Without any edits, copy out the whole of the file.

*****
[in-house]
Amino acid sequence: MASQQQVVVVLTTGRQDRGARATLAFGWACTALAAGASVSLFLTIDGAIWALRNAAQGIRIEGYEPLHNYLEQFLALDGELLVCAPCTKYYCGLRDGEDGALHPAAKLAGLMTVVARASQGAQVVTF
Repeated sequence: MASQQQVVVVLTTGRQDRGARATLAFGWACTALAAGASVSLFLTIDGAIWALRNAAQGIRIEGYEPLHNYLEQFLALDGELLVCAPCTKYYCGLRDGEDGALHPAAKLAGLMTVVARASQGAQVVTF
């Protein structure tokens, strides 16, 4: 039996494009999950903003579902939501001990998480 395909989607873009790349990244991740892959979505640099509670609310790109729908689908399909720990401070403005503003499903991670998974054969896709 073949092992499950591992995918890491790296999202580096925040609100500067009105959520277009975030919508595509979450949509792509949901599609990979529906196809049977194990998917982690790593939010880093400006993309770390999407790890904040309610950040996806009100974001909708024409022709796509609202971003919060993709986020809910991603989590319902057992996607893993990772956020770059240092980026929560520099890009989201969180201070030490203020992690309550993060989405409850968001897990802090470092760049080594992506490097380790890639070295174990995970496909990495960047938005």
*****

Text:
[in-house]
Amino acid sequence: MASQQQVVVVLTTGRQDRGARATLAFGWACTALAAGASVSLFLTIDGAIWALRNAAQGIRIEGYEPLHNYLEQFLALDGELLVCAPCTKYYCGLRDGEDGALHPAAKLAGLMTVVARASQGAQVVTF
Repeated sequence: MASQQQVVVVLTTGRQDRGARATLAFGWACTALAAGASVSLFLTIDGAIWALRNAAQGIRIEGYEPLHNYLEQFLALDGELLVCAPCTKYYCGLRDGEDGALHPAAKLAGLMTVVARASQGAQVVTF
């Protein structure tokens, strides 16, 4: 039996494009999950903003579902939501001990998480 395909989607873009790349990244991740892959979505640099509670609310790109729908689908399909720990401070403005503003499903991670998974054969896709 073949092992499950591992995918890491790296999202580096925040609100500067009105959520277009975030919508595509979450949509792509949901599609990979529906196809049977194990998917982690790593939010880093400006993309770390999407790890904040309610950040996806009100974001909708024409022709796509609202971003919060993709986020809910991603989590319902057992996607893993990772956020770059240092980026929560520099890009989201969180201070030490203020992690309550993060989405409850968001897990802090470092760049080594992506490097380790890639070295174990995970496909990495960047938005």